Physical Aspects of Fracture

Physical Aspects of Fracture

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The main scope of this Cargese NATO Advanced Study Institute (June 5-17 2000) was to bring together a number of international experts, covering a large spectrum of the various Physical Aspects of Fracture. As a matter of fact, lecturers as well as participants were coming from various scientific communities: mechanics, physics, materials science, with the common objective of progressing towards a multi-scale description of fracture. This volume includes papers on most materials of practical interest: from concrete to ceramics through metallic alloys, glasses, polymers and composite materials. The classical fields of damage and fracture mechanisms are addressed (critical and sub-critical quasi-static crack propagation, stress corrosion, fatigue, fatigue-corrosion . . . . as well as dynamic fracture). Brittle and ductile fractures are considered and a balance has been carefully kept between experiments, simulations and theoretical models, and between the contributions of the various communities. New topics in damage and fracture mechanics - the effect of disorder and statistical aspects, dynamic fracture, friction and fracture of interfaces - were also explored. This large overview on the Physical Aspects of Fracture shows that the old barriers built between the different scales will soon "fracture". It is no more unrealistic to imagine that a crack initiated through a molecular dynamics description could be propagated at the grain level thanks to dislocation dynamics included in a crystal plasticity model, itself implemented in a finite element code. Linking what happens at the atomic scale to fracture of structures as large as a dam is the new emerging challenge.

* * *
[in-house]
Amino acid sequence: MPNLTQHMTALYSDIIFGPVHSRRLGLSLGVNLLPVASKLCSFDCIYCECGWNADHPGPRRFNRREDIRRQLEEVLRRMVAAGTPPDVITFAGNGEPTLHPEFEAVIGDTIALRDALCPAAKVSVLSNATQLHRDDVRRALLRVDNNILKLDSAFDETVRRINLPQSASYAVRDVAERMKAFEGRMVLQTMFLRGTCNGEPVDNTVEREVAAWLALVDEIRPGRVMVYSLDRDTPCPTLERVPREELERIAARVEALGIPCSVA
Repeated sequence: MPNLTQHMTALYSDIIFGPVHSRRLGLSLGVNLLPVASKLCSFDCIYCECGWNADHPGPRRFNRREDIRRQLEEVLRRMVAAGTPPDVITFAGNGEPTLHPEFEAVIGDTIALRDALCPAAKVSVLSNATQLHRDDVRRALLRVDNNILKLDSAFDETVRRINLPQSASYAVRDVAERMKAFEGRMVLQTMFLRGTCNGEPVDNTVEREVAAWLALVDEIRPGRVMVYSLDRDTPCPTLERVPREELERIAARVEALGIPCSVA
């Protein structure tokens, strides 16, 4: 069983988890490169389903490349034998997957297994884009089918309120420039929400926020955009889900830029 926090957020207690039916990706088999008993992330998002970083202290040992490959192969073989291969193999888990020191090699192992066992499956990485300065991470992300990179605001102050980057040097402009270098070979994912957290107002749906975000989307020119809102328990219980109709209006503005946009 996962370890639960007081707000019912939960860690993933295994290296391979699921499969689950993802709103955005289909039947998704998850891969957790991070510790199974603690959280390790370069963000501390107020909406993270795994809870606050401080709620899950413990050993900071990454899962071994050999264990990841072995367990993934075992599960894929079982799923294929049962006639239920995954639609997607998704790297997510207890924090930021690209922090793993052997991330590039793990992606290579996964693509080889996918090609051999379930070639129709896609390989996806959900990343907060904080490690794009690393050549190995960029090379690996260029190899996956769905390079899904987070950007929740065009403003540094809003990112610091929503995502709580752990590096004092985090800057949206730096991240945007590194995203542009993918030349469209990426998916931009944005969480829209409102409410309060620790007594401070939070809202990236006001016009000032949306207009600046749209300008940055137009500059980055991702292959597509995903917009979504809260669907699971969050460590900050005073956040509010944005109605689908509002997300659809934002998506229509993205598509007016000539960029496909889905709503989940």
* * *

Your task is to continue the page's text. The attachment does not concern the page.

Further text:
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Product details

  • Paperback | 371 pages
  • 160.02 x 238.76 x 22.86mm | 566.99g
  • Dordrecht, Netherlands
  • English
  • Softcover reprint of the original 1st ed. 2001
  • XV, 371 p.
  • 079237147X
  • 9780792371472

Table of contents

Preface. International Scientific Committee. List of Participants. Opening review. (New trends in Fracture Mechanics). Some studies of crack dynamics; J.R. Rice. Brittle fracture. Fracture of metals: Part I: Cleavage fracture; D. Francois, A. Pineau. The Weibull law: a model of wide applicability; F. Hild. Brittle fracture of snow; H.O.K. Kirchner. Random fuse networks: a review; A. Hansen. On modelling of `winged' cracks forming under compression; F. Lehner. Continuum damage and scaling of fracture; G. Pijaudier-Cabot, et al. Damage of concrete: application of network simulations; J.M.G. Van Mier. Degradation in brittle materials under static loadings; Y. Berthaud. Study of the brittle-to-ductile transition in ceramics and cermets by mechanical spectroscopy; R. Schaller, G. Fantozzi. Ductile fracture. Fracture of metals: Part II: ductile fracture; D. Francois, A. Pineau. Fracture mechanics of metals: some features of crack initiation and crack propagation; A.J. Krasowsky. A model of damage in an austenitic stainless steel by high temperature creep; S.K. Kanaun. Interrelation between constitutive laws and fracture criteria in the vicinity of friction surfaces; S. Alexandrov. Polycrystalline plasticity under small strains; F. Barbe, et al. Fracture and mesoscopic plastic deformation; E. Van der Giessen. Strain localization in single crystals and polycrystals; C. Rey, et al. Fatigue and stress corrosion. Modelling in fatigue. Remarks on scales of material description: application to high cycle fatigue; K. Dang Van. The influence of microstructure and moist environment on fatigue crack propagation in metallic alloys; J. Petit. Cyclic strainlocalization in fatigued metals; H. Mughrabi. Environmental effects on fatigue in metals; T. Magnin. Stress corrosion of glass; R. Gy. Dynamics of fracture. Experimental challenges in the investigation of dynamic fracture of brittle materials; K. Ravi-Chandar. Experiments in dynamic fracture; D. Rittel. Propagation of an interfacial crack front in a heterogenous medium: Experimental observations; J. Schmittbuhl, et al. Index.
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